Deathspell Omega - The Long Defeat (2022)Release ID: 35344
I don't know if it is the revolutionary nature of the French psyche that is the cause, but the French have produced some of the most interesting black metal albums and acts, Deathspell Omega arguably foremost among them. Yes, they have stirred up a degree of controversy over the years, they embrace orthodox satanism and maintain an almost paranoid anonimity, but this is black metal and that is pretty much par for the course within the genre. Whatever anyone's thoughts on the band or any of it's members, there is no denying that they are one of the more interesting names in metal and a band whose every new release is worthy of note. The Long Defeat is the latest of these and is full-length number eight, following 2019's The Furnaces of Palingenesia.
I think that DsO take inspiration from the impressionist movement pioneered by French artists in the nineteenth century and transpose it onto black metal to produce a form of metal that is identifiably still black metal, but expresses itself in a much less conventional way. This is a million miles away from the orthodoxy of A Blaze in the Northern Sky or De Mysteriis Dom Sathanas. Their dissonant approach to black metal touches upon the progressive and the avant-garde at times, but these don't feel like the correct labels for what they do and therein lies the crux of Deathspell Omega - they seem to defy classification to some degree.
So anyway, on to DsO album number eight, which is apparently the first of the "third era" of the band. There is no elaboration of this point forthcoming, so I'm not entirely sure what this third era signifies. The album was recorded live in the studio, which is somewhat ironic for a band that spurns live performance like DsO do and appears to involve performances from guest vocalists alongside Mikko Aspa. I have seen Marduk's Mortuus and Mgła's M. touted as being involved, but have seen no actual confirmation of this.
Now I am not as familiar with DsO's entire back catalogue as many fans as I came to them quite late and even then struggled with them initially as I hadn't really listened to such obviously dissonant music before. This has the consequence that I am probably less coloured by what went previously, so please forgive any holes in my knowledge of the Frenchmen's earlier work. However, even to my ears I would suggest that this does indeed differ from their previous releases. Of course, this being Deathspell Omega, everything is relative, so any talk of melody or reduction of intensity must be viewed in light of such.
The Long Defeat feels like a much more conventional album than we may be used to from DsO and maybe this is to become a feature of the band's third era. As I stated earlier, this is relative, but it does feel like a less intense version of the band is being presented on the album and although there are still dissonant elements, the song structures seem a bit more straightforward and, dare I say, even hint at melody. The pacing is generally slower than usual and less wilfully dissonant, with a more progressive feel than the Frenchmen may have projected previously, the seething maelstrom of previous work being replaced by a more ordered tsunami of sound. The lyrics are still philosophically dense, opener Enantiodromia for example exploring the Jungian concept that the more extreme something becomes it eventually becomes it's own opposite. These lyrics are delivered by vocals that are still very ascerbic and confrontational-sounding whilst radiating a sense of arrogance.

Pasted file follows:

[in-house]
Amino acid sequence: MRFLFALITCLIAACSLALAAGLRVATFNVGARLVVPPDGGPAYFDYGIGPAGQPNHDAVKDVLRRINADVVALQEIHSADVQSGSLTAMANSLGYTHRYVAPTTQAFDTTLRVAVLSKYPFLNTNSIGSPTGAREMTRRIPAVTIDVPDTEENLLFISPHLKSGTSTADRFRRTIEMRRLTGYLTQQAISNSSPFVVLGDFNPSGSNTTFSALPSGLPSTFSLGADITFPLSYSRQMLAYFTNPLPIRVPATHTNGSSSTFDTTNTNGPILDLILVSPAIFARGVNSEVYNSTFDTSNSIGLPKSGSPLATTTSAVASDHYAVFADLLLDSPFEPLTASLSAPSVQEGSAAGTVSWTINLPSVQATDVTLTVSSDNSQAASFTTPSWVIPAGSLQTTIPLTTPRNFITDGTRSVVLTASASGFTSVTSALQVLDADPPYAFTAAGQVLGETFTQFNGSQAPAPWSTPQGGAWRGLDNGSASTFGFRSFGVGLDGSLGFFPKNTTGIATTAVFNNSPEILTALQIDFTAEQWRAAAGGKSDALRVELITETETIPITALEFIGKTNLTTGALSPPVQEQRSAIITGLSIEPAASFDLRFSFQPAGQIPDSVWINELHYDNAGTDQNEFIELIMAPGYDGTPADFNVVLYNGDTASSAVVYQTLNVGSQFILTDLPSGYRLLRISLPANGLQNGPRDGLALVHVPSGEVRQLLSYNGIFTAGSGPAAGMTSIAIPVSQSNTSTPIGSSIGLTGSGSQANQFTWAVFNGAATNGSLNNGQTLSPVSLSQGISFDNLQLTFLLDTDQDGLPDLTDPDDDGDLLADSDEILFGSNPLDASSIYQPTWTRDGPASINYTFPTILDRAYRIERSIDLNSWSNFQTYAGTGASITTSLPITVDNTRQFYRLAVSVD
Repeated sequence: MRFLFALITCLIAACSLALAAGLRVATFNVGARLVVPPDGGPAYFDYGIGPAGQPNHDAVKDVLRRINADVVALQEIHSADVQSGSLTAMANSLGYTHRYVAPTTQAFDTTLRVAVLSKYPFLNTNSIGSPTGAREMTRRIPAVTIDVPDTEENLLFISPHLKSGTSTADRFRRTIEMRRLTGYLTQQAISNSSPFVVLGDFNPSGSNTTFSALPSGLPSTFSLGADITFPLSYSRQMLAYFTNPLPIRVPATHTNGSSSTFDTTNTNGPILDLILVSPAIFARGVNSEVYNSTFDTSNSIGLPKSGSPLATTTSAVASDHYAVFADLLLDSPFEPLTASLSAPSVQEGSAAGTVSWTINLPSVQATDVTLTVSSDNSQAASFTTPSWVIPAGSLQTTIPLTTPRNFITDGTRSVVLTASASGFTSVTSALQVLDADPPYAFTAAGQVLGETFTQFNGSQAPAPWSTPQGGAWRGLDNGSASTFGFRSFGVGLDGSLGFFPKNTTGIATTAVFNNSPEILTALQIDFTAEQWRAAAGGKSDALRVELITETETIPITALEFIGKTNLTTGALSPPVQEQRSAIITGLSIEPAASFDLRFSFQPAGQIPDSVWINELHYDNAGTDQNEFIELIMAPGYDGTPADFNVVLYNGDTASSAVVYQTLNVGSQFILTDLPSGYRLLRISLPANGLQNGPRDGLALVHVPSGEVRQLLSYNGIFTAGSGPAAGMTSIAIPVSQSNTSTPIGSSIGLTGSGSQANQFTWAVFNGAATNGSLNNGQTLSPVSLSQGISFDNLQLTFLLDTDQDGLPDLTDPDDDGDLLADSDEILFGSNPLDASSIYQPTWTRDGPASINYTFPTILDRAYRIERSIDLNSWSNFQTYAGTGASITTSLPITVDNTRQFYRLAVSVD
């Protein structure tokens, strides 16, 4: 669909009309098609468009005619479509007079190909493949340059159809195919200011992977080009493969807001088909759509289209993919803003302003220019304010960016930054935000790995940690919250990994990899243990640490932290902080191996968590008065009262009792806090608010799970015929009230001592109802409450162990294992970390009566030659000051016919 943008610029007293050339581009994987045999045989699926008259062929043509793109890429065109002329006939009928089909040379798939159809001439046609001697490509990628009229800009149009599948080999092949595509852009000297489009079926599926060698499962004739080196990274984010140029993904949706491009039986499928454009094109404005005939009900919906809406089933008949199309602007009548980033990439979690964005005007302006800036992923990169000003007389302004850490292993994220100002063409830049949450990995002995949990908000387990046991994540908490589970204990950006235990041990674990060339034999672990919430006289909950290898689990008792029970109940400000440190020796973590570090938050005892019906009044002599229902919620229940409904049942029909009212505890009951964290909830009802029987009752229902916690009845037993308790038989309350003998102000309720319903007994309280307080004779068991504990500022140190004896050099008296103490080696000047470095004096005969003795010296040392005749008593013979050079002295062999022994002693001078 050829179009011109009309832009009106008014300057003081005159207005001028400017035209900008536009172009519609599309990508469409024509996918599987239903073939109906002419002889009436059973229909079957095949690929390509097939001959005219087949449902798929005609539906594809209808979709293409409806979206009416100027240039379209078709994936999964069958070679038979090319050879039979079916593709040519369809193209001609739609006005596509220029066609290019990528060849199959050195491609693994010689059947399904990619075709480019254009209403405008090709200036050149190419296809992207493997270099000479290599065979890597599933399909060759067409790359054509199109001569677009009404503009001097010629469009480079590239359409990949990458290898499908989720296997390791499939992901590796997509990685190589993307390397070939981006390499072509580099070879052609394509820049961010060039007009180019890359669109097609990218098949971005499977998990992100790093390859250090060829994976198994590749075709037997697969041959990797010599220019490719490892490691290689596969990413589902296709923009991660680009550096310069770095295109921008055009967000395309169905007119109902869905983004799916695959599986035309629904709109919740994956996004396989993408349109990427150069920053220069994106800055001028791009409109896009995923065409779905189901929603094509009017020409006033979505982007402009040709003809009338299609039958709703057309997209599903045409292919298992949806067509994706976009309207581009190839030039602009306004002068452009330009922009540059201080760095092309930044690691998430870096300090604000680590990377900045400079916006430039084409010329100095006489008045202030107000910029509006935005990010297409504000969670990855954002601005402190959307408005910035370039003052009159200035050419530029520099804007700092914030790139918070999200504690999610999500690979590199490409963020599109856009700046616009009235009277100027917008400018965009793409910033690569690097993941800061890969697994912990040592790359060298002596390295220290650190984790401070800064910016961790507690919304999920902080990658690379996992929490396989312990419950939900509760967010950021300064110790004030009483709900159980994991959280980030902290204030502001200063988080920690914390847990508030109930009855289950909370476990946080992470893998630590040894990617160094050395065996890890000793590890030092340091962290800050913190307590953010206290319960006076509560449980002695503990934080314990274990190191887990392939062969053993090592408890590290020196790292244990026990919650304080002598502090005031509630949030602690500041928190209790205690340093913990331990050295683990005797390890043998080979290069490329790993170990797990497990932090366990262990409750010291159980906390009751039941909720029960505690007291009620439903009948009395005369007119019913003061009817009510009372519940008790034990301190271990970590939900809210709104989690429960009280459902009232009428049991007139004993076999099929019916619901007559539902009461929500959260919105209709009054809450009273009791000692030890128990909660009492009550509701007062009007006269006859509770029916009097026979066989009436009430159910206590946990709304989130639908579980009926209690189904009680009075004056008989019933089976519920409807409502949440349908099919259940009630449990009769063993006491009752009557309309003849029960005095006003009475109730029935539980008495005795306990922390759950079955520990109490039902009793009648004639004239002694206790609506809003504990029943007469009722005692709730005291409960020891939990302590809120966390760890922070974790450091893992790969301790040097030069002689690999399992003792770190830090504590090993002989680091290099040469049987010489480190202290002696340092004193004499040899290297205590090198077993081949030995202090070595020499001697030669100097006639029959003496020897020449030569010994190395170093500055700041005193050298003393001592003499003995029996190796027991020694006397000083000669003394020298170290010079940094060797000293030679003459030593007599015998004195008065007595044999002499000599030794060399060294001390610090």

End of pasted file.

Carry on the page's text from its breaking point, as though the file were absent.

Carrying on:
One component that I must comment on is the drumming. The drums seem to set the tone for several of the tracks, whether it is the pounding rhythm of the opener, the militaristic tattoo at the start of Eadem, sed aliter or the blistering blastbeats that kick off Sie sind gerichtet! each of the tracks' basic character is shaped by the percussive endeavours except on closer, Our Life Is Your Death, where this function is filled by the bass as it kicks off very much in a post-punk style, to be followed by the most melodic of the albums riffs. The guitar still provides jangling, jagged dissonant notes, but by the bucketload rather than the barrowload and is just as likely to break into a cool-sounding melody as to try to hotwire your brain with some convoluted progression of notes. Production-wise this sounds fantastic, allowing the listener to concentrate on any or all aspects of the music equally with no one component muscling the others out.
I'm sure there are many long-time DsO fans who may be disappointed by The Long Defeat and they have every right to be if more of the same was what they wanted, but rather than "selling out" I wouldn't be surprised if the band have turned in such a departure of an album in order to remind everyone that they are never predictable. I must have listened to this a dozen times already and I get more out of it and more into it with every successive spin. I would just warn those rabid fans not to cut off their nose to spite their face as this is still a fantasic blackened metal album that would be the pinnacle of many a lesser band's career.
Black Metal (conventional)
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